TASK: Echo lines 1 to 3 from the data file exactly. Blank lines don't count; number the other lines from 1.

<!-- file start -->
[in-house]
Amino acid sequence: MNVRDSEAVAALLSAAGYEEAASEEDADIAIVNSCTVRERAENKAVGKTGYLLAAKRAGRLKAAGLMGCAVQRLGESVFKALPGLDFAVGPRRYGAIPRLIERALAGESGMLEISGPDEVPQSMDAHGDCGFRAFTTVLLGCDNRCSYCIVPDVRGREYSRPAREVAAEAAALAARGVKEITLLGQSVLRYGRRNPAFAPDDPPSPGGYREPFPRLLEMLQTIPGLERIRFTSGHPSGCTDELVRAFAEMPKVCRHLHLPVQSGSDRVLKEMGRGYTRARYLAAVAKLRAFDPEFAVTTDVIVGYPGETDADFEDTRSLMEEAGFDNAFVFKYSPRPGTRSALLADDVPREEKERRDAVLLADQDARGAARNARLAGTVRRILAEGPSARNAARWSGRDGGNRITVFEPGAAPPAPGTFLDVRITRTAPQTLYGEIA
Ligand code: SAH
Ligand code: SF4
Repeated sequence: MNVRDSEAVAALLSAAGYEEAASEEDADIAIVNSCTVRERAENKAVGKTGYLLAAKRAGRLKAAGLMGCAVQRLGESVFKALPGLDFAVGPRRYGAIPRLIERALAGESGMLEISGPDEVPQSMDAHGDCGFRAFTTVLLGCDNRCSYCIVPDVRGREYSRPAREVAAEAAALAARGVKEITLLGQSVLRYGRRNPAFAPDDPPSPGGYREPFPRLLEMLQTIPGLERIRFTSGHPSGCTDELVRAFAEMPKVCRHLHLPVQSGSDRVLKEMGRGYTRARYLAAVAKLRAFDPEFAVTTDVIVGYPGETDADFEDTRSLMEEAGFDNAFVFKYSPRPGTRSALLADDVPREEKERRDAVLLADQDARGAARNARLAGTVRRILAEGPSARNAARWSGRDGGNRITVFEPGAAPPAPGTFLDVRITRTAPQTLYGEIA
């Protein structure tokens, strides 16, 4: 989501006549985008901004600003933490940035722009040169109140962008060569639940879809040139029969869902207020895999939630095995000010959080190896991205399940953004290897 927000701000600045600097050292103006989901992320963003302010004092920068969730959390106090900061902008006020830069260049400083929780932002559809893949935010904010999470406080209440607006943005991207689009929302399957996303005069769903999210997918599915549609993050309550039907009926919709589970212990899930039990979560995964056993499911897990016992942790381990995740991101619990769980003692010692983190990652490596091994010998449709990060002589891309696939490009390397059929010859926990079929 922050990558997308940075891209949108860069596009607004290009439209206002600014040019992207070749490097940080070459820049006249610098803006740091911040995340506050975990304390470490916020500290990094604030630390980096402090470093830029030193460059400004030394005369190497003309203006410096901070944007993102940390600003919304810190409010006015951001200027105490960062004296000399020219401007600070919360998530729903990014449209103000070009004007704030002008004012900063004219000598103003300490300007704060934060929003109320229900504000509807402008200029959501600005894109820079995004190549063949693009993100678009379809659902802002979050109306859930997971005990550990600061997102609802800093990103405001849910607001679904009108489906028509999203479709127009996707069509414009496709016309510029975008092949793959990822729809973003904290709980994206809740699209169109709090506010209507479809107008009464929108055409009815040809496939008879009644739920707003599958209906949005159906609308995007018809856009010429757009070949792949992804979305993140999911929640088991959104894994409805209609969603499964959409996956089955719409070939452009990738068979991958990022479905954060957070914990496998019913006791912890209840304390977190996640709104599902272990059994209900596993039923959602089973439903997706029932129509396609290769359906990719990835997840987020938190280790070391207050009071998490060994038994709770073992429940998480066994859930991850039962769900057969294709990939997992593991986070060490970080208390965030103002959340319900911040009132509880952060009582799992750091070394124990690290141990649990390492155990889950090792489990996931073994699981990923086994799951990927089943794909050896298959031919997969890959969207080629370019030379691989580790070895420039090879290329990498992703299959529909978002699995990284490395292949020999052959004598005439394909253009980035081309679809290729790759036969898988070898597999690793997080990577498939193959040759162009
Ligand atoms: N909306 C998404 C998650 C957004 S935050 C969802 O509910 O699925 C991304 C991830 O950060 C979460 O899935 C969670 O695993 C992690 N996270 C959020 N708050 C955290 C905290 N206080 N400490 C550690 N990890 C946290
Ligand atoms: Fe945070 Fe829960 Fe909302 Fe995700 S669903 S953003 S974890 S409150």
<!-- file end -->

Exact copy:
[in-house]
Amino acid sequence: MNVRDSEAVAALLSAAGYEEAASEEDADIAIVNSCTVRERAENKAVGKTGYLLAAKRAGRLKAAGLMGCAVQRLGESVFKALPGLDFAVGPRRYGAIPRLIERALAGESGMLEISGPDEVPQSMDAHGDCGFRAFTTVLLGCDNRCSYCIVPDVRGREYSRPAREVAAEAAALAARGVKEITLLGQSVLRYGRRNPAFAPDDPPSPGGYREPFPRLLEMLQTIPGLERIRFTSGHPSGCTDELVRAFAEMPKVCRHLHLPVQSGSDRVLKEMGRGYTRARYLAAVAKLRAFDPEFAVTTDVIVGYPGETDADFEDTRSLMEEAGFDNAFVFKYSPRPGTRSALLADDVPREEKERRDAVLLADQDARGAARNARLAGTVRRILAEGPSARNAARWSGRDGGNRITVFEPGAAPPAPGTFLDVRITRTAPQTLYGEIA
Ligand code: SAH